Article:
Lowcountry Democrats promised a united front for Vincent Sheheen against Republican Gov. Nikki Haley this fall as they stressed Charleston County remains blue in a sea of red.
"We must speak together with a unified voice to shut down the Republican hate machine," said Brady Quirk-Garvan, who was elected the chairman of the Charleston County Democratic Party on Saturday without opposition.
Sheheen, a state senator from Camden, was the county convention keynote speaker. He continued his criticism of the Haley administration when it came to needs in health care, education and in addressing the theft of taxpayer identification data from the Department of Revenue.
"I'm tired of turning on late-night TV and late-night news and being made fun of," Sheheen told more than 200 delegates at the International Longshoremen's Hall in downtown Charleston regarding the state's image woes.
Saturday's gathering was high on rhetoric. State Rep. Leon Stavrinakis, D-Charleston, said a growing problem he sees in the Statehouse is that it is becoming a place for far-right-leaning Republicans to introduce radical legislation in the hopes of building their own office-jumping resumes.
He called on Democrats to elect Sheheen so that he could "veto these crazy things that go on in the Legislature."
The party membership went on record Saturday with resolutions calling for a variety of legislative reforms, including repealing the state's "stand-your-ground" gun law and ending the I.D. presentation requirement for voting.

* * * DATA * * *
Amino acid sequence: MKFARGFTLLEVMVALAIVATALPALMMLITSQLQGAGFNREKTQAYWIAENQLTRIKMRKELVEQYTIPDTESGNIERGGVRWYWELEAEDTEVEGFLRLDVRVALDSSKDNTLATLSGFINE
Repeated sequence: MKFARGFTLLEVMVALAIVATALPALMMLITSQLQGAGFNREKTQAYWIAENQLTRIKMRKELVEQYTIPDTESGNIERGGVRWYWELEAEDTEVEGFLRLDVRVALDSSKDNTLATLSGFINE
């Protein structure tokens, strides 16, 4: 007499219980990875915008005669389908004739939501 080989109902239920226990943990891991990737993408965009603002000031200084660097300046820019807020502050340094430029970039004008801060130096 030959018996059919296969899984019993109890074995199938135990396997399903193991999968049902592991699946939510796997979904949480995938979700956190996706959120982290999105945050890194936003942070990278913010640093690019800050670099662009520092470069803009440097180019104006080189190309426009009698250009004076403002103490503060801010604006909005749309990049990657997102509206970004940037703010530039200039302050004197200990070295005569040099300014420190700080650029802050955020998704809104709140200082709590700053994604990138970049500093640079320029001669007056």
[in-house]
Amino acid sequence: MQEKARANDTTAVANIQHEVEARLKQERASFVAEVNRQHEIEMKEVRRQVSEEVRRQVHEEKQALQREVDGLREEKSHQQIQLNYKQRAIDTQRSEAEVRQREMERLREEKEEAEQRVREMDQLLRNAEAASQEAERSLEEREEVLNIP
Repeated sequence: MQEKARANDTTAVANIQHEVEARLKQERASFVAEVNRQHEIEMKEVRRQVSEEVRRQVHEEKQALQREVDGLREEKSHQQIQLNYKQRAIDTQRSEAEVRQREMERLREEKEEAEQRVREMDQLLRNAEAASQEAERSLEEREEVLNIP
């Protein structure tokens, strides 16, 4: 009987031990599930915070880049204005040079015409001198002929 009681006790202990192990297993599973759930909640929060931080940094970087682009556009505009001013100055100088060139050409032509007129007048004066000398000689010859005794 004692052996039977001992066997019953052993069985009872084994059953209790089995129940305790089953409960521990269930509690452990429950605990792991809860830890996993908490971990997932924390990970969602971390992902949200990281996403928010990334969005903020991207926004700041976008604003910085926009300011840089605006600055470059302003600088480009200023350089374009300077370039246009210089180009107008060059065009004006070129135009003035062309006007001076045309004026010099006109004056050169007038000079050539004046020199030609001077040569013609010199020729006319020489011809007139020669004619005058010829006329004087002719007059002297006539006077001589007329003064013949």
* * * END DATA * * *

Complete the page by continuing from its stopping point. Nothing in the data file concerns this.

In response to the Sheheen appearance, Haley's re-election campaign issued statements defending her record as governor. Press spokesman Rob Godfrey added, "Even as its earliest supporters admit ObamaCare is squeezing South Carolina businesses, ObamaCare's biggest cheerleader Vince Sheheen continues to call for its expansion in South Carolina - and that's wrong for our state. Now is as good a time as any for Vince Sheheen to man up and concede that ObamaCare is hurting South Carolina's businesses."
Democrats expressed words of support for traditional Democratic interest groups, including organized labor, women, the NAACP, gays and Hispanics.
State Rep. Bakari Sellers, D-Bamberg, a candidate for lieutenant governor, said he's not overwhelmed by the fact naysayers contend he has a high uphill climb as a black candidate trying to win statewide office in a Republican-leaning state. He added some levity when he noted that Mike Campbell, son of former governor Carroll Campbell, and former Attorney General Henry McMaster are organizing bids on the Republican side.
"Is this 1990? I gotta run against a Campbell and a McMaster?" he joked.
Ginny Deerin, candidate for secretary of state, also addressed the group. "We Democrats, we can do this in November," she told the crowd. Other local candidates spoke as well.
Joyce Dickerson, Democrat for U.S. Senate against Republican incumbent Tim Scott, was a no-show.
Charleston County could be a key battleground in the governor's race this year. Four years ago, Charleston County supported Sheheen in his first duel with Haley by a margin of about 3,000 votes.
But even with the county's blue status, Stavrinakis tempered the mood slightly when he said that for Sheheen to be the next governor, Democrats will have to do better and over-achieve elsewhere in the state.
"It's about raw votes," he said.
The state Democratic Convention is in May.
In other action Saturday, Dorchester County Democrats elected Ethel Campbell as their chairwoman.
Reach Schuyler Kropf at 937-5551.
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